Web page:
Asian markets rallied Wednesday after the U.S. Federal Reserve slashed two key interest rates -- the benchmark fed fund rate and the discount rate -- by 50 basis points each. Japan soared 3.7% and South Korea closed 3.5% higher.
The move was a bold bid to shield the world's biggest economy from a housing slump and financial turbulence, raising hopes that Asia's largest export market will be able to ride out turmoil in the credit market.
U.S. crude oil hovered within easy reach of a fresh all-time high of $82.38 set Tuesday as the rate cut eased worries of a sharp slowdown in the world's top
Bank shares, which had been battered by worries about a global credit shortage stemming from the U.S. subprime mortgage crisis, led gains, further propelled by better-than-expected results from Lehman Brothers . Lehman posted a 3.2% fall in quarterly profits but said the worst of the credit correction was over, sending its shares rocketing 10%. Australia's National Australia Bank, Singapore's DBS Group, South Korea's top lender Kookmin Bank and Japan's Mitsubishi UFG all gained ground.
Japanese stocks surged to a two-week closing high, with the Nikkei 225 Average closing up 3.7% as relief over the Fed decision to slash interest rates set off buying of shares in banks such as Mizuho Trust & Banking. Strong oil prices boosted energy stocks such as INPEX Holdings and trading companies, while high-tech firms also gained.
Seoul shares surged 3.5% to their highest close in six weeks, led by exporters such as LG Electronics as concerns about South Korea's No.2 overseas market lessened.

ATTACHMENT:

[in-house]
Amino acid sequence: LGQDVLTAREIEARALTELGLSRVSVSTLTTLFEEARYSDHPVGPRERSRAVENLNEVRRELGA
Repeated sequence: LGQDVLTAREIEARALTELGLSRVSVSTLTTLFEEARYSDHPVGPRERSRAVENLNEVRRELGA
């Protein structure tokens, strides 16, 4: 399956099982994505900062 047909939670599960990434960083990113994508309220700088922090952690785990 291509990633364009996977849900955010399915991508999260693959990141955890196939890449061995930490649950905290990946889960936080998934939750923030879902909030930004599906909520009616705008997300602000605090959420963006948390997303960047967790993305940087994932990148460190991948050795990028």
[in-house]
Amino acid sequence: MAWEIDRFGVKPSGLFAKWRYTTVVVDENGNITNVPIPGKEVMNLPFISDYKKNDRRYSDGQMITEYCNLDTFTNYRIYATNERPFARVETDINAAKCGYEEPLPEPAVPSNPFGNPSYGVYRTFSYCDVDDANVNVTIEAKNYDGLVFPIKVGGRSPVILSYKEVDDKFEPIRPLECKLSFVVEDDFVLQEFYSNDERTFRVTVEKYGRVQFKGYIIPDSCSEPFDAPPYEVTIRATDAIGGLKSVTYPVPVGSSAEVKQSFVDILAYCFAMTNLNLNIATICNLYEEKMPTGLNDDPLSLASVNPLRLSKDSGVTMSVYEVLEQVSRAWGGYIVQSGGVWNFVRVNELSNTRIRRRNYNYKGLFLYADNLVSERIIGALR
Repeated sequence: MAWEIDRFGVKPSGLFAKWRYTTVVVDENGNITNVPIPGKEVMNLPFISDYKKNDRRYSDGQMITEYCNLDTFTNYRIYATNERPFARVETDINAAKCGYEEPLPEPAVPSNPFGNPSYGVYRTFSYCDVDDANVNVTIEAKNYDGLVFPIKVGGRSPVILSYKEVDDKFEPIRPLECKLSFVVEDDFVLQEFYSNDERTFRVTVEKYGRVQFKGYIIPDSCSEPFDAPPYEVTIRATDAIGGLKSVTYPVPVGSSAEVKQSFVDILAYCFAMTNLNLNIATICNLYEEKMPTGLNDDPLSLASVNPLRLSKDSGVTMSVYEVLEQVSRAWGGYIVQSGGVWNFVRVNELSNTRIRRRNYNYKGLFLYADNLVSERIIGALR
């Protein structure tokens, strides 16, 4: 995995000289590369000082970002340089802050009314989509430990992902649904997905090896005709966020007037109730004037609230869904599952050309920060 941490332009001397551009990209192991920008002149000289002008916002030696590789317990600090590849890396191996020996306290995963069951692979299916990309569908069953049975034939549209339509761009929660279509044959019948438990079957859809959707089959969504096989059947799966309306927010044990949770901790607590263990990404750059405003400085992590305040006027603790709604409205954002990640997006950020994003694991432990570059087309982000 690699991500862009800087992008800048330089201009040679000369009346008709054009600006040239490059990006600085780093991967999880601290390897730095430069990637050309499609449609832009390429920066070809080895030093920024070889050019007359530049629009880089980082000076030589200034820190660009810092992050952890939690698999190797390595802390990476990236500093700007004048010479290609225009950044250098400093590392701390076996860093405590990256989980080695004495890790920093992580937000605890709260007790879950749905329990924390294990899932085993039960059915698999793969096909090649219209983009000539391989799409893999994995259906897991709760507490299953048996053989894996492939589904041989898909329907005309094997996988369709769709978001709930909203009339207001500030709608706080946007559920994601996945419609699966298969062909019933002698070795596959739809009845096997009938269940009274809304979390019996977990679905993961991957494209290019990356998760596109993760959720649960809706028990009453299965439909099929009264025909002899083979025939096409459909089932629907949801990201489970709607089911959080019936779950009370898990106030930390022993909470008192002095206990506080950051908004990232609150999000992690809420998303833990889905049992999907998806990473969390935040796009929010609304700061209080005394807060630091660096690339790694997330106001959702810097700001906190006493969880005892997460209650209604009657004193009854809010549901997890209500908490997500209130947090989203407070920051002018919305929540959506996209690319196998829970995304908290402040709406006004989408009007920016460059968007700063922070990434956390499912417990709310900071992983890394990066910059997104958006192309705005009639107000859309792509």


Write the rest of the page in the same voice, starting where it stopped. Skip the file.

Australian shares finished 2.6% higher, with miners and financial firms such as Macquarie Bank rallying after the hefty interest rate cut in the U.S. eased worries about the outlook for the world's biggest economy.
Hong Kong shares closed 4% higher in a broad rally that tracked strong global equities, with property stocks leading the way after the Fed's rate cuts. Volume was huge, with CNOOC up as much as 8%, setting a fresh record alongside crude prices, while mainland financials also shone.
Singapore's Straits Times Index was over 3.4% higher at the close, led by gains in banks. DBS Group, United Overseas Bank, and Oversea-Chinese Banking Corp all moved higher.
Chinese stocks slipped to end 0.6% down, bucking the region's positive trend as Shenhua Energy launched a Shanghai initial public offer that is expected to be China's largest, adding to pressure from fresh supply of shares. This drained cash from the market.